« | »

China, Cuba Censor The News From Iran

From an irony-proofed Washington Post:

Authoritarian Regimes Censor News From Iran

By Ariana Eunjung Cha
Saturday, June 27, 2009

BEIJING — Out of fear that history might repeat itself, the authoritarian governments of China, Cuba and Burma have been selectively censoring the news this month of Iranian crowds braving government militias on the streets of Tehran to demand democratic reforms…

In China, political commentators tinted their blogs and Twitters green to show their support for Iranians disputing President Ahmoud Ahmadinejad’s reelection. The deaths of at least 20 people in violent clashes in Tehran have drawn comparisons online to "June 4," the date of the Tiananmen Square crackdown in Beijing in 1989. And a pointed joke about how Iranians are luckier than Chinese because sham elections are better than no elections made the rounds on the country’s vast network of Internet bulletin boards…

In Cuba, President Raúl Castro’s government has imposed a complete blackout of news surrounding the Iranian elections. But word of developments is trickling through, anyway.

Havana-based blogger Yoani Sánchez, 33, who e-mails friends outside Cuba to get her entries posted online, said the Iranian protests — in particular, the reportedly widespread use of Twitter, Facebook and cellphones — have served as "a lesson for Cuban bloggers." …

"Today it’s you," she told the Iranian protesters in one posting. "Tomorrow it could well be us."

In Burma, the junta’s mouthpiece, the New Light of Myanmar, has drowned out news from Tehran with articles on bombings in Iraq and Afghanistan. But some of the nearly 200 journals published privately in Rangoon and Mandalay have seized on the topic as a way to pass subversive messages to readers…

In Venezuela, a South American country that is increasingly polarized, protests against President Hugo Chávez’s administration are common. Juan Mejía, 22, said he found the protests in Iran stirring, partly because he felt that opponents of the government in Tehran want the same thing as protesters in Caracas.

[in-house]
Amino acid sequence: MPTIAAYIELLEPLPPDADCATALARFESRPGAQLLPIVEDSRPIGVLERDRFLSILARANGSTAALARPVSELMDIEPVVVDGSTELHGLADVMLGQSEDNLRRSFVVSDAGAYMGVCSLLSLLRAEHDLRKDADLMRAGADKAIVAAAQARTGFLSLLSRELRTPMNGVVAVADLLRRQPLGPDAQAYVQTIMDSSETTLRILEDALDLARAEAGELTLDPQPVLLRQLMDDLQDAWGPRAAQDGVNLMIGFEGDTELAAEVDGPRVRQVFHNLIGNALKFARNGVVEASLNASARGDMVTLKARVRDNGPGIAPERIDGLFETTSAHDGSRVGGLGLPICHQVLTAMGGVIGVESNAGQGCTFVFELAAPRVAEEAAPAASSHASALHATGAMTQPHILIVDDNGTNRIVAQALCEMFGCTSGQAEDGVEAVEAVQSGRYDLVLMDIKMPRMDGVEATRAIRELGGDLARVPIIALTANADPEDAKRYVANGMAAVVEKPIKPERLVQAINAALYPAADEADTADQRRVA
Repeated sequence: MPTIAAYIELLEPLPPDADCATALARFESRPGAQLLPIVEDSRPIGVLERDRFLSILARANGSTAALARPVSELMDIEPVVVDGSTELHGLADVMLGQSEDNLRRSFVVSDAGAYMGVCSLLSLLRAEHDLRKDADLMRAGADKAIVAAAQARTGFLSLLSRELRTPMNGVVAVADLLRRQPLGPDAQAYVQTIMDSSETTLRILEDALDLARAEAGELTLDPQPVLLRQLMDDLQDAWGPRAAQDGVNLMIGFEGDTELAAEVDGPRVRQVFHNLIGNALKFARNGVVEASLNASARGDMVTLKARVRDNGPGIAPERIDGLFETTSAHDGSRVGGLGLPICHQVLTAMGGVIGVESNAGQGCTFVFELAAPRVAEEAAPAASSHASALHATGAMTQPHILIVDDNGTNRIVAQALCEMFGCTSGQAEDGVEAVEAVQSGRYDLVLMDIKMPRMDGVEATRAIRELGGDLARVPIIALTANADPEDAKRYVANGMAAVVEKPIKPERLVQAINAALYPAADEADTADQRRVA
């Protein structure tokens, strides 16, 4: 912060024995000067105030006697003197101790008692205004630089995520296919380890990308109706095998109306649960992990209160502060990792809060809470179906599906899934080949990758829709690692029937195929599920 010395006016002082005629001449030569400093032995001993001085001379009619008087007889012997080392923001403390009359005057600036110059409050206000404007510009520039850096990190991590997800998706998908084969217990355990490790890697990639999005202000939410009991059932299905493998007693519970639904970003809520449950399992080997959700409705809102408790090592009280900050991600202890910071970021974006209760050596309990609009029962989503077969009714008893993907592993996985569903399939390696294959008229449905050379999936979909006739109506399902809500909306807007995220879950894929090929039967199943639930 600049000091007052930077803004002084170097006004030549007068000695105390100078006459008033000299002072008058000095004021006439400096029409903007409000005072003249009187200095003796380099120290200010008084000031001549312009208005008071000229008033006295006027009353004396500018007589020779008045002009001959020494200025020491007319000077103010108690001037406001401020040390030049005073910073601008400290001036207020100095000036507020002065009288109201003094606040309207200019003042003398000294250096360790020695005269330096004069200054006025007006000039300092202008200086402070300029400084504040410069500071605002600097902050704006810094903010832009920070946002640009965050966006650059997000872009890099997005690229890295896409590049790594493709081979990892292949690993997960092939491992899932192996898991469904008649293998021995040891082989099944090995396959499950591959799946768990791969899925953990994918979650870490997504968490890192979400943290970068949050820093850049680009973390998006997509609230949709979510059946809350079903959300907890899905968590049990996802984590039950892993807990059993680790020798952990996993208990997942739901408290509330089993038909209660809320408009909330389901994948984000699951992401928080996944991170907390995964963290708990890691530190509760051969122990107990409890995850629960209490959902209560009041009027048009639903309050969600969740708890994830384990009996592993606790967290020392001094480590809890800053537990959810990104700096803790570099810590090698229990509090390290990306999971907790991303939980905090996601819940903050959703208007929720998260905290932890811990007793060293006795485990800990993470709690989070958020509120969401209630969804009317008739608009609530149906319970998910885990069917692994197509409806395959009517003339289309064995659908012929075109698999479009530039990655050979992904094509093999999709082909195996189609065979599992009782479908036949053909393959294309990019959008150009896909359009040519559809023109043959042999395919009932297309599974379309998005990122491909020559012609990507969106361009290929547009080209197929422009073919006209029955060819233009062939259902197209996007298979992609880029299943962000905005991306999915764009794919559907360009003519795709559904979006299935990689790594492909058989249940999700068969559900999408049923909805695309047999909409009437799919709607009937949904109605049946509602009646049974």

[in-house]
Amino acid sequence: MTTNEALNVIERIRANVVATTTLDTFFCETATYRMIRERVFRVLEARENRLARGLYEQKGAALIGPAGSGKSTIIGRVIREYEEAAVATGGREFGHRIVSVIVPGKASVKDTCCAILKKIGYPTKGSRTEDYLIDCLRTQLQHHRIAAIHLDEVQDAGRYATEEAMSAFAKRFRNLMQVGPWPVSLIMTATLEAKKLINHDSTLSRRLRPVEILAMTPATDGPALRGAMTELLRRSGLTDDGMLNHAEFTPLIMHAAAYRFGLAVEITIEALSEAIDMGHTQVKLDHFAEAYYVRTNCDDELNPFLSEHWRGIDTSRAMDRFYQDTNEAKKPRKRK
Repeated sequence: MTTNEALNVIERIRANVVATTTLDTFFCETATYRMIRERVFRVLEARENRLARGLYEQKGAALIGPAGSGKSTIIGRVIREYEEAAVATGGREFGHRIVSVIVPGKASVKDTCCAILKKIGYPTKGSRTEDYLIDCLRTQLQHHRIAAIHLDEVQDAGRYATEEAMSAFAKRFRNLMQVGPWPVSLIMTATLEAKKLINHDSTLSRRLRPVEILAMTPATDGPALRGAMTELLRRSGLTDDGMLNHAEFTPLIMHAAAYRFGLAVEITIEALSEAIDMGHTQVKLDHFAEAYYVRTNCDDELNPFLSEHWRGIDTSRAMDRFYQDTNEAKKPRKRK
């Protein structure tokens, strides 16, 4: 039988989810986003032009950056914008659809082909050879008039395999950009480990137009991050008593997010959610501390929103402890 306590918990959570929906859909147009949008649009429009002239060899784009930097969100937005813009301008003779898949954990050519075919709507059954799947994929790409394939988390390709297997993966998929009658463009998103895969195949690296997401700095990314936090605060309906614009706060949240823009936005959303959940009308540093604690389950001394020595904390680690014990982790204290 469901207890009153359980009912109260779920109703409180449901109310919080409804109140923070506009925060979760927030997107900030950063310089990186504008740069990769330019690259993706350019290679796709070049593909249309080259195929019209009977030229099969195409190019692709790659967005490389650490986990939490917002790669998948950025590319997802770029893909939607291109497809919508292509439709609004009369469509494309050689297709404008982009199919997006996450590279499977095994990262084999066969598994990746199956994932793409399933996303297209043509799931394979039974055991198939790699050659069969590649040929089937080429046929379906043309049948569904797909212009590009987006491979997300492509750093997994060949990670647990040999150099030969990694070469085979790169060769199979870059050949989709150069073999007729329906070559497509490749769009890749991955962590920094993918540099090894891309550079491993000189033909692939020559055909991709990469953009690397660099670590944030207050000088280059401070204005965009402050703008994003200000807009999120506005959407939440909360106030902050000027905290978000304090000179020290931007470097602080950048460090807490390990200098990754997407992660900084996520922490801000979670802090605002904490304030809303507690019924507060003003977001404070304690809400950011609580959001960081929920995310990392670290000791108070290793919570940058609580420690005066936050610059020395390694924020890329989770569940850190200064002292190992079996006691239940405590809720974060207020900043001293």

"The fact that people have gone out onto the street, that they demand their rights be respected, means to us that they felt there was no liberty and that they want a different country," said Mejía, a student leader who opposes Chávez. "We believe that if the people of the world raise their voices loudly enough — in Iran, as we do it here in Venezuela, and hopefully one day in Cuba — then surely we will have a better world."

Venezuela, as opposed to countries such as Cuba and China, holds frequent elections, and dissent remains a part of the political discourse. But in a decade in power, Chávez has taken control of the Congress, the courts and the state oil company, and his opponents charge that he is a dictator in the making.

In China, the Communist Party’s propaganda machine has worked furiously to portray the protests in Iran — already being dubbed the Green Revolution, after the Rose and Orange revolutions earlier this decade in Georgia and Ukraine — as orchestrated by the United States and other Western powers, not a grass-roots movement. Unlike Western leaders, who have avoided acknowledging Ahmadinejad’s claims of victory, President Hu Jintao joined Russia’s President Dmitry Medvedev in meeting with and congratulating the Iranian president.